Table 1

Key grammatical challenges for Spanish, French, Dutch and German researchers writing in English

LanguageGrammatical issueChallengeTip
SpanishSentence structureYour tendency may be to write longer sentences and use a variety of synonyms to avoid monotonyTry shorter sentences and word consistency as a strategy to improve clarity
PrepositionsYou may get confused trying to figure out, for instance, when to use ‘in’, ‘on’, ‘at’. In Spanish, you would only use the word ‘de’ for all those threeSpanish has significantly fewer prepositions. You may need to memorise the common English prepositions or use a search engine
FrenchSentence structureEven when you try to write simple and short sentences, it may seem to require more words to do so in French than in EnglishAvoid long convoluted sentences in English by seeking parsimony: check that all words are essential when critiquing your own writing
Adjective positioningYou may be used to putting the adjective/qualifier after the noun/subject in French (eg, blue sky/ciel bleu), so your English writing sometimes does thisRevise each sentence by identifying the noun/subject and adjective/qualifier and verifying that the qualifier precedes the noun as per English word order convention
DutchSentence structureYou may struggle with the position of adjuncts, what a sentence can ‘carry’ in subject position, and the limited freedom in ordering the elements of an English sentenceAvoid ‘heavy’ subject clauses (lots of information in subject position) and make sure the subject position houses the most important information in the sentence. Don’t fling around the parts of the sentence—that can create chaos, rather than cleverness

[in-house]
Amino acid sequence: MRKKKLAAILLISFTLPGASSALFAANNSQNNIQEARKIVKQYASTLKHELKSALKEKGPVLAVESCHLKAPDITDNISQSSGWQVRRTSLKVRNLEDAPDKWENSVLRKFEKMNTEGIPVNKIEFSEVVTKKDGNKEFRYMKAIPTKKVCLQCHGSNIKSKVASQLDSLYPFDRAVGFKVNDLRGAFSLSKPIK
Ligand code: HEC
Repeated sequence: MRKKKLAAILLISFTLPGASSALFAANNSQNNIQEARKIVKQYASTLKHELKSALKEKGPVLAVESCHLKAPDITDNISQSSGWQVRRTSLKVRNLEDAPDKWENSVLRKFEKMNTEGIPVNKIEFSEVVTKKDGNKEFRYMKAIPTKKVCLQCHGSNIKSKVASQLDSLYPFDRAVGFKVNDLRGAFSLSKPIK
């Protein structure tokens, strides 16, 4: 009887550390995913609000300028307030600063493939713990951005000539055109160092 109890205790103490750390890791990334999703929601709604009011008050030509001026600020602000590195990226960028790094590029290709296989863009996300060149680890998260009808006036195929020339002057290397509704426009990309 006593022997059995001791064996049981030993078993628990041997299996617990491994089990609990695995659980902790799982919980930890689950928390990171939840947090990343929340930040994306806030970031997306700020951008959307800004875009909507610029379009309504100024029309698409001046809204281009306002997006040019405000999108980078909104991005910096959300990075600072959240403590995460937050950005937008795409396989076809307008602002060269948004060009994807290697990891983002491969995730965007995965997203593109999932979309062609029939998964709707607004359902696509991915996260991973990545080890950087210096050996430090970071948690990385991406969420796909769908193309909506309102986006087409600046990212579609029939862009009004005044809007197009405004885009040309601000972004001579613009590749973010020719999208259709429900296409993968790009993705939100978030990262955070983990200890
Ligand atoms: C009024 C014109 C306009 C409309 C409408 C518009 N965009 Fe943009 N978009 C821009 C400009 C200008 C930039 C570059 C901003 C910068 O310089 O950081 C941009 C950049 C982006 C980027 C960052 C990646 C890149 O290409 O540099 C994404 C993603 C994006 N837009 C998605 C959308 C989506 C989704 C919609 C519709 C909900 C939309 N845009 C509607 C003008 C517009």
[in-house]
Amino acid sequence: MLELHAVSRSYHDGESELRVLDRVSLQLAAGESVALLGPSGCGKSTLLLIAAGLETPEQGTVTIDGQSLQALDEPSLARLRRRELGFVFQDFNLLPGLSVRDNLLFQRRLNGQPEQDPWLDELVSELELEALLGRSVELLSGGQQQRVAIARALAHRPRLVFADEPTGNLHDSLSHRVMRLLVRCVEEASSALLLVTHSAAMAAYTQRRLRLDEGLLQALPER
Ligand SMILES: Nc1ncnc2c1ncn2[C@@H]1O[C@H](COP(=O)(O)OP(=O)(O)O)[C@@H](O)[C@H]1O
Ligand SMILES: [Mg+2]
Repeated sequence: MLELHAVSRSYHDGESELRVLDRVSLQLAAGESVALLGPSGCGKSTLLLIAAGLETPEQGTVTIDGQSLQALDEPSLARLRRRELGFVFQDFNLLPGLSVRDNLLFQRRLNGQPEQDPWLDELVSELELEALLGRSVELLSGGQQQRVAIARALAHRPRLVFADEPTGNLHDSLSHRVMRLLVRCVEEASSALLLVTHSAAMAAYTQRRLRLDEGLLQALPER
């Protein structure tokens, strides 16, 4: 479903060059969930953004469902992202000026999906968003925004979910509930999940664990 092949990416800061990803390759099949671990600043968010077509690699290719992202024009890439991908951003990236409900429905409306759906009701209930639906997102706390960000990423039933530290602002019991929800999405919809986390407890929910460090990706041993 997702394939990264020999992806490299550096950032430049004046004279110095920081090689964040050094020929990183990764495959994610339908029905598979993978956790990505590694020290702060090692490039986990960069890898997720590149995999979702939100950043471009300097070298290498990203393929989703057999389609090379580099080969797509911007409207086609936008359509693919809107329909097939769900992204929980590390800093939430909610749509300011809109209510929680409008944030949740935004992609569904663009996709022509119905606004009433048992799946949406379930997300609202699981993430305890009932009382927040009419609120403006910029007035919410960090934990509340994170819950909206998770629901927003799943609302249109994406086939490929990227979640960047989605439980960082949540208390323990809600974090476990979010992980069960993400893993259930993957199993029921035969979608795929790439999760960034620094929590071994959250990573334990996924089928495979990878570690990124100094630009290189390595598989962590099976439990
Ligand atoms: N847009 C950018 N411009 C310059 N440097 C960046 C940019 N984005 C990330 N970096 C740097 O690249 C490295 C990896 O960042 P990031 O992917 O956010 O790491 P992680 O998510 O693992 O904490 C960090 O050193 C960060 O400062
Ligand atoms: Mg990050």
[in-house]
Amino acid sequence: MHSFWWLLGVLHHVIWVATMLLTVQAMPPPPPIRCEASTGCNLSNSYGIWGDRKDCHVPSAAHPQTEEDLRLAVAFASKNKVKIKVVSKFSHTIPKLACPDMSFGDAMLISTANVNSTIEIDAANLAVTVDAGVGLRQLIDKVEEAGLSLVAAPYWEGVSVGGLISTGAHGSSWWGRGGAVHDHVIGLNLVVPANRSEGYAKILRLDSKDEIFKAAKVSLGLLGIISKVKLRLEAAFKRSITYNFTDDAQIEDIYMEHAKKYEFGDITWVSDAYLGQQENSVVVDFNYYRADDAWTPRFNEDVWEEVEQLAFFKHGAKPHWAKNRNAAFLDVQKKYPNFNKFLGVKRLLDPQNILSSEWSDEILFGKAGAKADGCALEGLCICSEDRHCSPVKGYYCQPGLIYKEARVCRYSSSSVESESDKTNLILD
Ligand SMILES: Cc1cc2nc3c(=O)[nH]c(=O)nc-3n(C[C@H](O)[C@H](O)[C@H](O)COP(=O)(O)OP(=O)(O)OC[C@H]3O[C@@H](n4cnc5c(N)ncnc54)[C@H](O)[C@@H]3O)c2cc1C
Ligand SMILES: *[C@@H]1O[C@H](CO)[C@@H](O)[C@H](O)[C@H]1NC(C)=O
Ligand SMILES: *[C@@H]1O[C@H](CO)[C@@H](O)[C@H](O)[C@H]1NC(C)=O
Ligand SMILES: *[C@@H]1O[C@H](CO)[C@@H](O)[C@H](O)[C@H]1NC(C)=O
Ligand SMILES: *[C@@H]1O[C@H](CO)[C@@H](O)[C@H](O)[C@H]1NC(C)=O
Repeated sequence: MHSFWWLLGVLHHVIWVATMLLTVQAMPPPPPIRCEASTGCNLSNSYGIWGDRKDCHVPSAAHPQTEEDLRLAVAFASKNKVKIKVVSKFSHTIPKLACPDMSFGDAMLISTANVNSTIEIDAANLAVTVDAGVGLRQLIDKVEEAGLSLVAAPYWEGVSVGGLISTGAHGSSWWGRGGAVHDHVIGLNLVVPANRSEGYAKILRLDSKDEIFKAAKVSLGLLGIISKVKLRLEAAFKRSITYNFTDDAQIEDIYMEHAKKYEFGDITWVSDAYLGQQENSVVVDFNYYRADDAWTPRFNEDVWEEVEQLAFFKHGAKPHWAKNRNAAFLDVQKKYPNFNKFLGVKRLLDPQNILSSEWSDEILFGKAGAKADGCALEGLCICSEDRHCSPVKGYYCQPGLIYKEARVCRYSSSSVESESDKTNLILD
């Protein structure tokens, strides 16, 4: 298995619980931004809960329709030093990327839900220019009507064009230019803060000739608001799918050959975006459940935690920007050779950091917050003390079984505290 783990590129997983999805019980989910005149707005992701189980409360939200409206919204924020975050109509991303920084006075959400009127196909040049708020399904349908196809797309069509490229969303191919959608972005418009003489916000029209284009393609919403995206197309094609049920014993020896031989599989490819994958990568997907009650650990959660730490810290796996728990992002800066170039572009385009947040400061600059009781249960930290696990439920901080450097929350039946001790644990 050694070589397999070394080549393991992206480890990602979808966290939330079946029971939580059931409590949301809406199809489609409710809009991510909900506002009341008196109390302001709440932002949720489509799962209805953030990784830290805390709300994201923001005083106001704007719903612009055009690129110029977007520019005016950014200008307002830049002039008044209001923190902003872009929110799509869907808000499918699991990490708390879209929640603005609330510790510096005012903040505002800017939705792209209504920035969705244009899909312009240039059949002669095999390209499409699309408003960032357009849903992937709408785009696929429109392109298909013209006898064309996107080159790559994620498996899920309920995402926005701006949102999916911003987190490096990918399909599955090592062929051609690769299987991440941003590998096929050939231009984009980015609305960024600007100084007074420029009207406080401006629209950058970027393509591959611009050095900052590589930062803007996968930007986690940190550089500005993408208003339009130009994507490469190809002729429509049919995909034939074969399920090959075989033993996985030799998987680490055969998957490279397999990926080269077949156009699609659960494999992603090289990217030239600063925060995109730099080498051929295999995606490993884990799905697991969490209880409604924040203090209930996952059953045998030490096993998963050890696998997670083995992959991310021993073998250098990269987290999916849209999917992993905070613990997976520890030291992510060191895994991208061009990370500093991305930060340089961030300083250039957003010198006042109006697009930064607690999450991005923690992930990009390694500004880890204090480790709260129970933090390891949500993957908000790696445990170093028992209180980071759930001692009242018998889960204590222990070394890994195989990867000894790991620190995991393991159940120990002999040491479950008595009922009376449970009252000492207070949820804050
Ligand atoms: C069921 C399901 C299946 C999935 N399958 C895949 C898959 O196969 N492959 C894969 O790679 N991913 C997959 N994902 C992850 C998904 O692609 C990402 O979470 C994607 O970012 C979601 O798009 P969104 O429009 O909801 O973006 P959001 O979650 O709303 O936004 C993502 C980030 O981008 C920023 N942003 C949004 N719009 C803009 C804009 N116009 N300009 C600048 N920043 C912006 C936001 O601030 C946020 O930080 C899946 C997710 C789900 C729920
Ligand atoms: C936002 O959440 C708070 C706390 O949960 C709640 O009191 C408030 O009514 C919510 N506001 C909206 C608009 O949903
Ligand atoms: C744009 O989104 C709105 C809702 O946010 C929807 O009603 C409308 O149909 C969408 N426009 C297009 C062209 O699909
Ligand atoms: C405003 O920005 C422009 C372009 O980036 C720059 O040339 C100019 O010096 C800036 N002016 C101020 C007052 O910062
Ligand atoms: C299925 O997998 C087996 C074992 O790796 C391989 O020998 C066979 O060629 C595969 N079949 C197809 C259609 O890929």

Parallel structureYou may tend to use synonyms and variety in sentence structures to ‘polish’ your text. However, variety can compromise clarity and dilute parallelismPut clarity before variety: avoid synonyms when possible. Try using parallel structure to strengthen your key messages
GermanSentence structureYou may be accustomed to writing longer, more complex sentences that try to build up tensionAim for short sentences, put the main information first and avoid too many conjunctions
ParagraphingYour German paragraphs are supposed to combine several strands of thought, so the principle of paragraph unity can feel foreignFocus on unity—one idea per paragraph. Start with a topic sentence that clearly signals that idea